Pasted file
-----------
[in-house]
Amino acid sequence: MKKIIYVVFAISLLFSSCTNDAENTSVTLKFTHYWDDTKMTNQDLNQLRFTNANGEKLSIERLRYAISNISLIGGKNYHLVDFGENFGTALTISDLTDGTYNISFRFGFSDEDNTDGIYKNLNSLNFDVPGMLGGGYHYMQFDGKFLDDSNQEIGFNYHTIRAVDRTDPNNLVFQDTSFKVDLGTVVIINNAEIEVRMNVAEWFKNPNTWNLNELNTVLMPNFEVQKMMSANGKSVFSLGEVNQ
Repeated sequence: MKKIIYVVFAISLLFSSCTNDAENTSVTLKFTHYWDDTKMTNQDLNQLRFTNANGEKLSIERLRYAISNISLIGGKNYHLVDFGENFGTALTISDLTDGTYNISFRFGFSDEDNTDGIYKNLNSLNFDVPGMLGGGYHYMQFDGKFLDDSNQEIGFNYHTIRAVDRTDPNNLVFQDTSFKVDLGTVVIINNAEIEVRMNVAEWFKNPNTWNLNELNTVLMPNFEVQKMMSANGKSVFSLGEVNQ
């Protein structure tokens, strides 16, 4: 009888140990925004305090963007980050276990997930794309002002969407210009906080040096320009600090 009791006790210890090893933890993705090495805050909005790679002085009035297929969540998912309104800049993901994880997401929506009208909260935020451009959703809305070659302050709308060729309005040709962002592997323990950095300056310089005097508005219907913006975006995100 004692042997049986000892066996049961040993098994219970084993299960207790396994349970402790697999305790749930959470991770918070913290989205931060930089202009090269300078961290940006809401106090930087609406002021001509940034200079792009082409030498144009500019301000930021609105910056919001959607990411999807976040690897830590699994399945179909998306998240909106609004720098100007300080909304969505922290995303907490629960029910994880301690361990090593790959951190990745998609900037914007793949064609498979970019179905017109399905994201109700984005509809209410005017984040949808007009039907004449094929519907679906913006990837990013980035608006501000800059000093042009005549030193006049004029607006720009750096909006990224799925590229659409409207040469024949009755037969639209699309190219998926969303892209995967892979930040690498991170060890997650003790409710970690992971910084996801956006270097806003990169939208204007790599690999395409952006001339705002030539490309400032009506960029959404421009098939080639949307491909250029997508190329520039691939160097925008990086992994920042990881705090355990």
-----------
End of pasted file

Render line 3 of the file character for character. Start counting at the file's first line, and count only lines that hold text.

Repeated sequence: MKKIIYVVFAISLLFSSCTNDAENTSVTLKFTHYWDDTKMTNQDLNQLRFTNANGEKLSIERLRYAISNISLIGGKNYHLVDFGENFGTALTISDLTDGTYNISFRFGFSDEDNTDGIYKNLNSLNFDVPGMLGGGYHYMQFDGKFLDDSNQEIGFNYHTIRAVDRTDPNNLVFQDTSFKVDLGTVVIINNAEIEVRMNVAEWFKNPNTWNLNELNTVLMPNFEVQKMMSANGKSVFSLGEVNQ